In the surrounding paddy fields, farmers use bamboo baskets without bottoms to trap fish cultivated there. The fish are locally call daotian, and they provide both food for the table and a source of outside income.

During my two-week stay, I was warmly welcomed by the village chief and his family. Their wooden home had neither Wi-Fi nor air conditioning, but the local people don’t seem bothered by the lack of modern amenities. Theirs is a tranquil lifestyle built on community values and long-held customs.

Like the majority of men in the village, Guzangtou is also a silversmith. The role of village chief was once spiritual as well as administrative. Nowadays, administration lies in the hands of a village committee, but Guzangtou still commands respect in the village.

Despite its demise over the years, silversmithing remains the largest source of village income. In most cases, the silversmiths in Kongbai make silver ornaments to order, rather than mass-producing them. Some of the products are exported overseas.

Silver ornaments are intertwined with local religion and traditions. Traditionally, the wearing of silver accessories was thought by the Miao people to ward off evil spirits and disease.

Xiaoxiao, daughter of the village chief, showed me her mother’s silver ornaments, which were handed down through the generations. The pieces were stunning in design and color.

Wearing such ornamentation is as an essential part of the local dress, worn by women even when doing farm work. Silver serves as decoration, a courtship accoutrement and gifts. The ornaments even mark the different stages of a woman’s life.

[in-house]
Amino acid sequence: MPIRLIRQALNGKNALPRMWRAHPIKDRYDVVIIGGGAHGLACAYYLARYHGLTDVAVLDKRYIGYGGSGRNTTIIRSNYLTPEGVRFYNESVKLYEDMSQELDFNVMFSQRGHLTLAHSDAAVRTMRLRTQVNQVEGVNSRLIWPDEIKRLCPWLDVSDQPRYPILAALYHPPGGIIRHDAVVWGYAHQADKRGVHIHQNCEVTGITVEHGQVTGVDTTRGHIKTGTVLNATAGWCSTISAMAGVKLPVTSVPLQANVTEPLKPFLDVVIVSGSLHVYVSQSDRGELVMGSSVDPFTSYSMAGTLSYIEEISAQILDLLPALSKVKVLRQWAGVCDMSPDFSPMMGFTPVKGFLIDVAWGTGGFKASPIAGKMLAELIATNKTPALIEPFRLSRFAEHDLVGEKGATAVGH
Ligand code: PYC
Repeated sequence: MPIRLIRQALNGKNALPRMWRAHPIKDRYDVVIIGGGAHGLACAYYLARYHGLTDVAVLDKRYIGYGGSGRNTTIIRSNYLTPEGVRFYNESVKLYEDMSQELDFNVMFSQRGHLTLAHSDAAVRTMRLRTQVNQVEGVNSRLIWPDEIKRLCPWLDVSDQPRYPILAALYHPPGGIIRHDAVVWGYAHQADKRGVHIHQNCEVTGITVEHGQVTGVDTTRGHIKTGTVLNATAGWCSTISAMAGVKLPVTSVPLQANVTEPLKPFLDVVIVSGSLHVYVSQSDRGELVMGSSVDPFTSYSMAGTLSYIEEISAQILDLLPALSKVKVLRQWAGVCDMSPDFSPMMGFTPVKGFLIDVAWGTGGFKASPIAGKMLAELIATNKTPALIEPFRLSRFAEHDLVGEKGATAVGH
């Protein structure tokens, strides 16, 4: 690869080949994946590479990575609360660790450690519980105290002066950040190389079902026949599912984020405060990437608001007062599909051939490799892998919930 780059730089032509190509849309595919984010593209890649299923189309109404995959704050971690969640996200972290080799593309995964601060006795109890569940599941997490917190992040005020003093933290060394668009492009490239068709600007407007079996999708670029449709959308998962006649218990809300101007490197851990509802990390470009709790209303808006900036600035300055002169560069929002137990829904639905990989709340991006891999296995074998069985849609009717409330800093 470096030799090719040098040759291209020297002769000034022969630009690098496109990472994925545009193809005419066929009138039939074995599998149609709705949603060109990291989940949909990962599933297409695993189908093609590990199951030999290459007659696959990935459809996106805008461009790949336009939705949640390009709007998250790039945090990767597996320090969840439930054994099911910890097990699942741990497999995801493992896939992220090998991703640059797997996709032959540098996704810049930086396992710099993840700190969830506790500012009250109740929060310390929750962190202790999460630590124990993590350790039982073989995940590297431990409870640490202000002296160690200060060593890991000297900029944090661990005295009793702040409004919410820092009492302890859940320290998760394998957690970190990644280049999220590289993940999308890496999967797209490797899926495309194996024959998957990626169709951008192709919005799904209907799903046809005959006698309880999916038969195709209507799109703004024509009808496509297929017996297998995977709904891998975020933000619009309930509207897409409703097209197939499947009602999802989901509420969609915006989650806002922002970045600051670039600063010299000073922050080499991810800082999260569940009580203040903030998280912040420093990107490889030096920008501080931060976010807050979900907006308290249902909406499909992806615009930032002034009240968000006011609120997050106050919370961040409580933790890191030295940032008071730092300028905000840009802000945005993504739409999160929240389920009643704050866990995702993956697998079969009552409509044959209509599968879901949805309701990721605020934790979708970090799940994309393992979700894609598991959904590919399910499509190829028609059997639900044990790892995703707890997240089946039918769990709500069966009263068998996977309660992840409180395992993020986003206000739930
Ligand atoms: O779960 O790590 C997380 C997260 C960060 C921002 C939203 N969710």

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The village chief, Guzangtou, and his wife

If you go:

How to get there: The flight from Shanghai to Guiyang, capital of Guizhou Province, takes about two hours. From there, it’s a 40-minute high-speed rail trip to the city of Kaili, and then a one-hour bus to Xijiang, where rental cars are available for the last leg of the journey.

Tips:

1. Kongbai Village is not a well-trod tourist destination, and visitors are requested to disturb the locals as little as possible and respect their religion and customs.

2. Living conditions in Kongbai are pretty rudimentary. If the accommodation available is too rustic for your tastes, you could stay in a hotel in Xijiang and just take a day trip to Kongbai, which is a one-hour drive away.

3. The weather in Kongbai is changeable and humid. It’s advisable to bring umbrella and outdoor clothing. You might experience four seasons in one day.